How To Improve Your Work Presentations

Image Credit: Lynda.com

For some people, presentations for colleagues are the scariest events in life.

Most people are at least slightly uncomfortable with presentations in the workplace. Even if someone is not afraid of presenting something to their colleagues, there are usually a few things which they could improve on. Fortunately, Business Insider has talked with the people who know better, and they have a few things to share with you.

Nailing a presentation isn’t easy, but its easier when you refer to a few tips. For the most part, preparation is the deciding factor in whether a presentation will go well or not. Structure and confident delivery are important, although the latter is the trickier one for many people. Without further ado, here are some tips from the experts:

  1. Do a dress rehearsal. While it may feel like a silly throwback to high school, practicing your lines is an important part of the presentation process. According to Adam Zukor, Director of Executive Communications at Microsoft, there is “no substitute for practicing out loud…”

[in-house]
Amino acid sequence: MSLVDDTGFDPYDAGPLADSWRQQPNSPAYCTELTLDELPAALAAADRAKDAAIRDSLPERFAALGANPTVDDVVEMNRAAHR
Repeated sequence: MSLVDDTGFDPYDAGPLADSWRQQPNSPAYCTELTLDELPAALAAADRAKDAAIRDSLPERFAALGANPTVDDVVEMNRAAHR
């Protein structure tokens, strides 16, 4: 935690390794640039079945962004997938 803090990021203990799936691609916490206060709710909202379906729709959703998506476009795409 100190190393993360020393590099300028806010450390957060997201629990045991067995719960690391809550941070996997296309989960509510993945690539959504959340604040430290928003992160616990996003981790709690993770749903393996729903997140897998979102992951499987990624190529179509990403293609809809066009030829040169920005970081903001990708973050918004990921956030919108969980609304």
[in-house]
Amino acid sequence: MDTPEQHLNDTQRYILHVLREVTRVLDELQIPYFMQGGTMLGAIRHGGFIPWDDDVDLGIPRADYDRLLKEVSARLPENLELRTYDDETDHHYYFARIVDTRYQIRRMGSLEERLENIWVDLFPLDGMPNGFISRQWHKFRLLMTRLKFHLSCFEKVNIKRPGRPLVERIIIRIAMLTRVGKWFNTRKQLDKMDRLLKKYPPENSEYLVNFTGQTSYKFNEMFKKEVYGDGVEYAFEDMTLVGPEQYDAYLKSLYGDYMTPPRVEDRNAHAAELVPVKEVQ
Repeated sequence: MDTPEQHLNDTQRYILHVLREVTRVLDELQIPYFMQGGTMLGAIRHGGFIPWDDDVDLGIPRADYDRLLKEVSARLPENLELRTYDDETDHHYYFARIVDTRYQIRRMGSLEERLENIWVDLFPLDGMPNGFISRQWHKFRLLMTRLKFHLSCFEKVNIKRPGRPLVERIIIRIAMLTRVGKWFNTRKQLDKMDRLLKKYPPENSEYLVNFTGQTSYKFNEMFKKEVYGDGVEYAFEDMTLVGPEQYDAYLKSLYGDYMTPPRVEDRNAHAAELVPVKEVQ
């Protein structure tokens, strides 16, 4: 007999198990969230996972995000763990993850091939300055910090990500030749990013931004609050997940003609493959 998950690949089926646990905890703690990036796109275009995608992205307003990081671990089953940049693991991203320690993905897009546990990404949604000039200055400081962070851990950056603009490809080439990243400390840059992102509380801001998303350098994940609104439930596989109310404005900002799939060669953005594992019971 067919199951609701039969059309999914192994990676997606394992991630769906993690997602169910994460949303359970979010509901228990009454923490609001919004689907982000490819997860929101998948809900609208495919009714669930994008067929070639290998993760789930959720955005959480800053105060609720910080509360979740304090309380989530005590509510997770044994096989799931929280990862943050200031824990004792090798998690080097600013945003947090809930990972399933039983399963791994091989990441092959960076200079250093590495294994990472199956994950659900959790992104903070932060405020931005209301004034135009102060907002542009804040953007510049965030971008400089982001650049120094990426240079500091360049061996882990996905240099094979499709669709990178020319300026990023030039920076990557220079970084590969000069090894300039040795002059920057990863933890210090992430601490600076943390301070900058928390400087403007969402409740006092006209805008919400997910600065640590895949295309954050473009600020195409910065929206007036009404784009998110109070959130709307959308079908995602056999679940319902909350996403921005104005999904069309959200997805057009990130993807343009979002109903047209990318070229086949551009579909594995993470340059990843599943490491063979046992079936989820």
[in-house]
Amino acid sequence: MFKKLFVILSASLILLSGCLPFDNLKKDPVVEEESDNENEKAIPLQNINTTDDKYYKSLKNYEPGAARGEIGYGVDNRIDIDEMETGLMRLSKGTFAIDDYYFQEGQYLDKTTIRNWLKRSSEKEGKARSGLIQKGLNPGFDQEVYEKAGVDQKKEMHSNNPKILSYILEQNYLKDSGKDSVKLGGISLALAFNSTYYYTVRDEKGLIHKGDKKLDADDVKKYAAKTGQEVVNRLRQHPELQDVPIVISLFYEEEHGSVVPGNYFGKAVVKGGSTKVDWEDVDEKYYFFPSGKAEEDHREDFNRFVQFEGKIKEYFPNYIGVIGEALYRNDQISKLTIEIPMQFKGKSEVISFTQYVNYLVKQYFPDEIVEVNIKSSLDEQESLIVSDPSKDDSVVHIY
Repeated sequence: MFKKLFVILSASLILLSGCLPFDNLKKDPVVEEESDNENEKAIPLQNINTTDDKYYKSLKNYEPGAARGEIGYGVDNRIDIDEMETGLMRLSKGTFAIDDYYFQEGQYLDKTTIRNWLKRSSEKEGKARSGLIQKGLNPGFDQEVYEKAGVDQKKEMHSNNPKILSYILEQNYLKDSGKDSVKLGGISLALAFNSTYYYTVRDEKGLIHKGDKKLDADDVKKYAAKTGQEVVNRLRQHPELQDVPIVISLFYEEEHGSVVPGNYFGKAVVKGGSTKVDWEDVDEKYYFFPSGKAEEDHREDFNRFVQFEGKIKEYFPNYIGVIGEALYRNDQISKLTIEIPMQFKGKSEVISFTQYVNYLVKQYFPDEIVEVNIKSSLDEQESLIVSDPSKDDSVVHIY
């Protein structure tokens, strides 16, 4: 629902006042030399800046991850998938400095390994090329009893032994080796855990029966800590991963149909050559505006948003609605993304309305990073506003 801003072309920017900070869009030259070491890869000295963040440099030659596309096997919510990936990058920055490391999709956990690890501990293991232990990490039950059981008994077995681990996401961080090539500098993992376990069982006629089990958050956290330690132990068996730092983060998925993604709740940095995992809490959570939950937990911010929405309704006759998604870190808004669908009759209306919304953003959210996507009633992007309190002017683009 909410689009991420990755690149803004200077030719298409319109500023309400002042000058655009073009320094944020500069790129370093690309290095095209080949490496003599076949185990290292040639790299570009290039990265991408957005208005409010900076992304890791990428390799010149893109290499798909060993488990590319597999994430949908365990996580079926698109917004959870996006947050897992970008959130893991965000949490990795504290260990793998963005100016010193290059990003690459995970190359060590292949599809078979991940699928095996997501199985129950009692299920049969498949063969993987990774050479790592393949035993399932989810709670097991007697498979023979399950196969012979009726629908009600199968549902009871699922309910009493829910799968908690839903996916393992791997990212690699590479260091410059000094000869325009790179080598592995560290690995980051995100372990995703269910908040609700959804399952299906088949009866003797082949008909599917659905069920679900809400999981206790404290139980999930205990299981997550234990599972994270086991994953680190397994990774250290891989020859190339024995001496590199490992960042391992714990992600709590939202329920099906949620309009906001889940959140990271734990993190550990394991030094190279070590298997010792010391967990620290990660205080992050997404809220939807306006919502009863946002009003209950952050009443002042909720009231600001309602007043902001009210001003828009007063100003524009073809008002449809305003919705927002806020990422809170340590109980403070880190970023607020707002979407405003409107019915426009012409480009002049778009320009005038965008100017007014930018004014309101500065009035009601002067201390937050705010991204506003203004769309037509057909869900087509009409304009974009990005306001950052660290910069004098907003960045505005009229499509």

2. Focus on just a few key points. Think hard about the main points you need to make, and be more direct about these talking points than you’d be with others. It’s best to tell your audience what you’re about to tell them in advance, then tell them. After you’ve told them, you can explain what you just told them in further detail.
  3. Control your nerves. This is easier said than done, but a few simple tricks can work wonders for your presentation. The first step is to throw the idea of perfection out the window. Nothing in life is perfect, and things seldom go exactly as planned. Never try to fake anything and its OK if you’re delivery wasn’t flawless.
  4. Keep the visuals simple and use the right tools. Try to keep your slides short, neat, and concise. The main thing to remember is that the presentation itself isn’t the main attraction, but the story you have to tell is.
  5. Specificity is always appreciated. By being too broad, you run the chance of losing out on an opportunity to connect with your audience on a deeper level.
  6. Stick the landing. This part requires more practice, but ending strong is crucial because it’ll create a more memorable experience for those watching you. Try to keep the best and most emotional content for last.
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